Almost 6,300 domestic abuse victims in England were last year unable to obtain non-molestation orders because of legal aid limitations, the National Centre for Domestic Violence (NCDV) says.
Because applicants for non-molestation orders are means tested, they often have to pay towards the cost. Problems arise when they appear to have assets or savings of their own, but which are actually controlled by their abusers. Too many women are turned away from getting legal aid as a result.
The NCDV’s CEO, Mark Groves, told BBC Radio 5 live Investigates: “While many people think legal aid is free, it is not. You have to pay a means-tested contribution.
“Economic abuse victims who don’t control their money may not have this and those who have fled the family home may not have the right documentation.
“If you own a house, you have to put down a cash deposit equal to the equity in that house, which could be hundreds of thousands.”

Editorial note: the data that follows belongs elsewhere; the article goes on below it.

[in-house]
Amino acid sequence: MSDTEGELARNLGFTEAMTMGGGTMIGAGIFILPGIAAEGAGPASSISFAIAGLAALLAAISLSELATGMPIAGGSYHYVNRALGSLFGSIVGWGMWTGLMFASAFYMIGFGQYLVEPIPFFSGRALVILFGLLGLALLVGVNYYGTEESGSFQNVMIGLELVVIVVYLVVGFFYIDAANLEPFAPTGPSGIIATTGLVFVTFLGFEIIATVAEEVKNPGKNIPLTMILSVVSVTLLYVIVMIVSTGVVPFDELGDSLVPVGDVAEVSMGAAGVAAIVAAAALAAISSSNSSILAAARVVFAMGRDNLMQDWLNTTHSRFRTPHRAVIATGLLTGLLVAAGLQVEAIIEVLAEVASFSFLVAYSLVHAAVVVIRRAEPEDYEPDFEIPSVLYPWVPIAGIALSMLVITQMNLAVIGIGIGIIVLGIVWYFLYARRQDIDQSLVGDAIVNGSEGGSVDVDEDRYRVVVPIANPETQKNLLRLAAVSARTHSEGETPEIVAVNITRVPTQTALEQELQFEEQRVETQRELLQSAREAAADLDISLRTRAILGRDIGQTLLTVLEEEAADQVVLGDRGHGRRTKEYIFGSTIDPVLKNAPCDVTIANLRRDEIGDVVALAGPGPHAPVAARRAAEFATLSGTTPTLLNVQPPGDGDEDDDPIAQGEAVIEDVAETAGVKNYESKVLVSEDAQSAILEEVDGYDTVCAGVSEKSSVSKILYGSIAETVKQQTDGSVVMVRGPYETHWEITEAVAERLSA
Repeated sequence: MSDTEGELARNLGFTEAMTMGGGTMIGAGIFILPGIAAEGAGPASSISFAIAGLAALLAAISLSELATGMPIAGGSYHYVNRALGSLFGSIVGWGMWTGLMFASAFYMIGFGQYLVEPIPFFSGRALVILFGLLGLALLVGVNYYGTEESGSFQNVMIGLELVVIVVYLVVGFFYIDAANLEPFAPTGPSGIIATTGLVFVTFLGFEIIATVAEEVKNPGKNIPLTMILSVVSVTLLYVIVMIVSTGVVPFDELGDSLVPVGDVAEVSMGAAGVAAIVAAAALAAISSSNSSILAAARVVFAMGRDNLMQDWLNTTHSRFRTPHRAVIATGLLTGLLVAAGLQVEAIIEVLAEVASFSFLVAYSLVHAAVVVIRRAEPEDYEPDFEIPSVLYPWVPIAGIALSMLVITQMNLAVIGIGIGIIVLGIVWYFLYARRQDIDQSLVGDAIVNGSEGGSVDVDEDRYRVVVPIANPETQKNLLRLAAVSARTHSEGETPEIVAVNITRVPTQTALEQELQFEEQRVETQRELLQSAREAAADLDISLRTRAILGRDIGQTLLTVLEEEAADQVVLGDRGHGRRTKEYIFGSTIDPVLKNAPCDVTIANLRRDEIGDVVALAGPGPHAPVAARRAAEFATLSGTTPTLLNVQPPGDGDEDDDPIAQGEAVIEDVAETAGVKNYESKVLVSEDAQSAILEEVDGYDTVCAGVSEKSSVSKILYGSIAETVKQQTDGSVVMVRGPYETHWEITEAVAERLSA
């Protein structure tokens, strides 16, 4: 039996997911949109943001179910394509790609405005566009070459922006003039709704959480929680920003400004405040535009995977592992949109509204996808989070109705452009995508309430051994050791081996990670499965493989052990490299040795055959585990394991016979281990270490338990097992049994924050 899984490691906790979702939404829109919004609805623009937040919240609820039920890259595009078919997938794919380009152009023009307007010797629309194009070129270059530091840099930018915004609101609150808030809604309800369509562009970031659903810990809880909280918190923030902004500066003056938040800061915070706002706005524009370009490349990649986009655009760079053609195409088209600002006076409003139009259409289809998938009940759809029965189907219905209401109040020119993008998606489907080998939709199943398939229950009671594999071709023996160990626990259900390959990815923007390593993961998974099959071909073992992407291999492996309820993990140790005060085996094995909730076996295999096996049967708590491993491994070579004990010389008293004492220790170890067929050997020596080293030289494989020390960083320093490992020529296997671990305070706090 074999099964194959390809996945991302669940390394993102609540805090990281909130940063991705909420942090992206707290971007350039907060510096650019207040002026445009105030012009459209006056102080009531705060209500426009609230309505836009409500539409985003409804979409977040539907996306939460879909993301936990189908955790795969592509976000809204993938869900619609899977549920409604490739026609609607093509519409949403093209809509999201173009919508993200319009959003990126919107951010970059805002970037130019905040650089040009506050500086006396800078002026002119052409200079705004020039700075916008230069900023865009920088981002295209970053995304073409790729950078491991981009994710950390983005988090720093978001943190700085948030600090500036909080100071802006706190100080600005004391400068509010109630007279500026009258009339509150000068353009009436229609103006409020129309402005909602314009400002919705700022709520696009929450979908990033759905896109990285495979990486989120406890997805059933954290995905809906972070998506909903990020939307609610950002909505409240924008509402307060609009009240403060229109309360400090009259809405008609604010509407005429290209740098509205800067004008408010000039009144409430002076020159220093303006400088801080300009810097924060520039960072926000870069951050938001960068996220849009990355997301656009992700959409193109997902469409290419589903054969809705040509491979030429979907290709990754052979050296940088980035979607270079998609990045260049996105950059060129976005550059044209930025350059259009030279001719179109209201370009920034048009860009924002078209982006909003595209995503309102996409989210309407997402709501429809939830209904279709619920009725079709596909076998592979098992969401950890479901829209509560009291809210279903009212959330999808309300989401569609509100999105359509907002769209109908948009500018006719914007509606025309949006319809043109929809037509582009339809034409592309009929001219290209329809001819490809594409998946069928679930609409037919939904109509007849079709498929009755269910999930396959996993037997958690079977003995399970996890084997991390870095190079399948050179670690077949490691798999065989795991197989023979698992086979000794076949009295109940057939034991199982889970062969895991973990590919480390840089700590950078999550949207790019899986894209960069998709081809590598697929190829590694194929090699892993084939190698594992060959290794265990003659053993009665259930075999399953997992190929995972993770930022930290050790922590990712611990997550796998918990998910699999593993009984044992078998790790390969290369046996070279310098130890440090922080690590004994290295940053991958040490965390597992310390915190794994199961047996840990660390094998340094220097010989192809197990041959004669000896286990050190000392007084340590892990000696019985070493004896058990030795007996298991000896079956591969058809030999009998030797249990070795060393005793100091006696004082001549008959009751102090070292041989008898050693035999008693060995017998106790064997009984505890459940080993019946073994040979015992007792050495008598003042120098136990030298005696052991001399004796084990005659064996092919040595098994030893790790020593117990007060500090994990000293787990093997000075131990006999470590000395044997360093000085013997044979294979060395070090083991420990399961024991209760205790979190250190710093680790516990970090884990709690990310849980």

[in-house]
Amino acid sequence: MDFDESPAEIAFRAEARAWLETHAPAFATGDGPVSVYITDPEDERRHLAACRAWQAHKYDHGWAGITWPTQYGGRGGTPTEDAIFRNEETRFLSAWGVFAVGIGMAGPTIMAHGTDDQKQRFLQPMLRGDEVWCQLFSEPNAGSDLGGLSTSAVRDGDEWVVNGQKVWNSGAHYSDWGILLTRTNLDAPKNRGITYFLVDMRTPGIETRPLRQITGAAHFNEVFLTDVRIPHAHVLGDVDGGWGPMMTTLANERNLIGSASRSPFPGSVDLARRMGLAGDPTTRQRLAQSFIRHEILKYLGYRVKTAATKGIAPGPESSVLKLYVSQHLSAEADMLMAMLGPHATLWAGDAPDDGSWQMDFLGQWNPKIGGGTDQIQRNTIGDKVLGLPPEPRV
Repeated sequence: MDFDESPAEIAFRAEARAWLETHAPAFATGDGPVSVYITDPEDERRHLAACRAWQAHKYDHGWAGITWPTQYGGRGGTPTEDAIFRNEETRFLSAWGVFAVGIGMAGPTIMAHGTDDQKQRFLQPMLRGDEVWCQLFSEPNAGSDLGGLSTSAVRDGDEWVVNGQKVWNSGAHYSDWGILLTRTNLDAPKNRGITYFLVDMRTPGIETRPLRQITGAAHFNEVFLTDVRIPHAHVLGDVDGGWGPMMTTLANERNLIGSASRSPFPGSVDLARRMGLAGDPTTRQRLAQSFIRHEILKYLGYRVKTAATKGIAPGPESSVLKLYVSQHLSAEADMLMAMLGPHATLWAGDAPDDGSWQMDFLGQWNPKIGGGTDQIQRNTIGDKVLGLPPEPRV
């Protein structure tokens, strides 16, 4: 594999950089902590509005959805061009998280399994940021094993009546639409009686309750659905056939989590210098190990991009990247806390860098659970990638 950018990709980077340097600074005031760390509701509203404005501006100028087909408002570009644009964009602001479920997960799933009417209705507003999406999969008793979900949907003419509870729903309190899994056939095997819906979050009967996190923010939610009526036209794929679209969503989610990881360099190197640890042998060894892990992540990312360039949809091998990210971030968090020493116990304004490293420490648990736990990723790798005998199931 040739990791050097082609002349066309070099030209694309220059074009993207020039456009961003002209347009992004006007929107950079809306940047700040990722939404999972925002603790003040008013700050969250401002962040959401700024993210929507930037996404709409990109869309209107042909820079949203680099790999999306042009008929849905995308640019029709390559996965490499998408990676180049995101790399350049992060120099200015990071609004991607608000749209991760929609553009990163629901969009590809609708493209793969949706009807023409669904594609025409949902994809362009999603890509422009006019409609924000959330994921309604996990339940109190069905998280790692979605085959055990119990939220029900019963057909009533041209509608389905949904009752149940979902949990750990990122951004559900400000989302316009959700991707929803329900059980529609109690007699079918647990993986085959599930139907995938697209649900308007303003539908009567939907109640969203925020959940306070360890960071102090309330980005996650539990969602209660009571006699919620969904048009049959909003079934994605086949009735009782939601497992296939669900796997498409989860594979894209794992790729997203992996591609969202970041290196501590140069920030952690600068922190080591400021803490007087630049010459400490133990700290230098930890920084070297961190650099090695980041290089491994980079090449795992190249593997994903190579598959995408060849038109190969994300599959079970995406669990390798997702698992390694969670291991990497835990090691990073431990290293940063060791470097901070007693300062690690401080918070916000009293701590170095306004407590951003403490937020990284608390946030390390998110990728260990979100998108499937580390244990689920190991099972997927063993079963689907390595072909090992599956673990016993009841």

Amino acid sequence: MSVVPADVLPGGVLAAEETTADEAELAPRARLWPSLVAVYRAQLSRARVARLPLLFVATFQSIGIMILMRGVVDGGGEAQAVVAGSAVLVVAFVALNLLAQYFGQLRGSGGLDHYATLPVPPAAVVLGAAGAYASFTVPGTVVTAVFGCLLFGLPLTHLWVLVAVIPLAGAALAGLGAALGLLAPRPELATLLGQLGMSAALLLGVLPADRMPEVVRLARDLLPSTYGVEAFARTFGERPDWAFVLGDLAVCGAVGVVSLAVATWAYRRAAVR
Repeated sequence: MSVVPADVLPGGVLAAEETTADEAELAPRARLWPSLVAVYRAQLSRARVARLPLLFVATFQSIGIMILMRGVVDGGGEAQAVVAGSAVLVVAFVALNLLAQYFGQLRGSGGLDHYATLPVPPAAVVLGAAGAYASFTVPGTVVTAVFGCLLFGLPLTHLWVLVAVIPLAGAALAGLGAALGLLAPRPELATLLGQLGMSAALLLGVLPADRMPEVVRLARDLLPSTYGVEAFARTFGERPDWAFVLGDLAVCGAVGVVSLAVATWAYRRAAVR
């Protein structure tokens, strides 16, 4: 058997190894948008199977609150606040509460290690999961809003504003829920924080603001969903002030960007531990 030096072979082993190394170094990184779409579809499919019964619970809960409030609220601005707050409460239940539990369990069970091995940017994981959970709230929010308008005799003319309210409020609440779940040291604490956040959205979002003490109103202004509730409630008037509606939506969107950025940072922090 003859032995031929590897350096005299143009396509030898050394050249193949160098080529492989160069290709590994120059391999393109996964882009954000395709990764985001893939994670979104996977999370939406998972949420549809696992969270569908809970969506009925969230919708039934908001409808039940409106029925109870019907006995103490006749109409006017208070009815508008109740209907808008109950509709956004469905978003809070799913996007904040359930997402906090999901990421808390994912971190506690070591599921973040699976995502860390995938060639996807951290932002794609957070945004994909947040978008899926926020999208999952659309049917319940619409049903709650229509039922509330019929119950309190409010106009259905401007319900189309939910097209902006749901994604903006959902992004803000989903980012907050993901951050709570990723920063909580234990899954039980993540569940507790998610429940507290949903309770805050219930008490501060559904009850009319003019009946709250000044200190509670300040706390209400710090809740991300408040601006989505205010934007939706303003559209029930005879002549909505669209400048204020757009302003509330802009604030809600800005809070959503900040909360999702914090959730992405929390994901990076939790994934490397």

The Legal Aid, Sentencing and Punishment of Offenders Act 2012 removed most legal aid in the family courts except domestic violence cases. However, to secure free legal aid victims have to provide evidence of the abuse, as well as being subject to a means test on income and assets.
A Ministry of Justice spokesman said the government aims to make it easier to obtain legal support in such cases. “This includes widening the evidence that can be submitted, ensuring most victims only have to provide evidence once during their case and scrapping the overall time limit for submitting evidence” he said. “The Legal Aid Agency also considers all evidence of financial abuse, allowing victims to clearly demonstrate where this has occurred.”
During 2017 the NCDV handled 78,356 referrals from police and domestic violence groups in England but 6,295 of the victims did not proceed because they were ordered to contribute to the legal costs.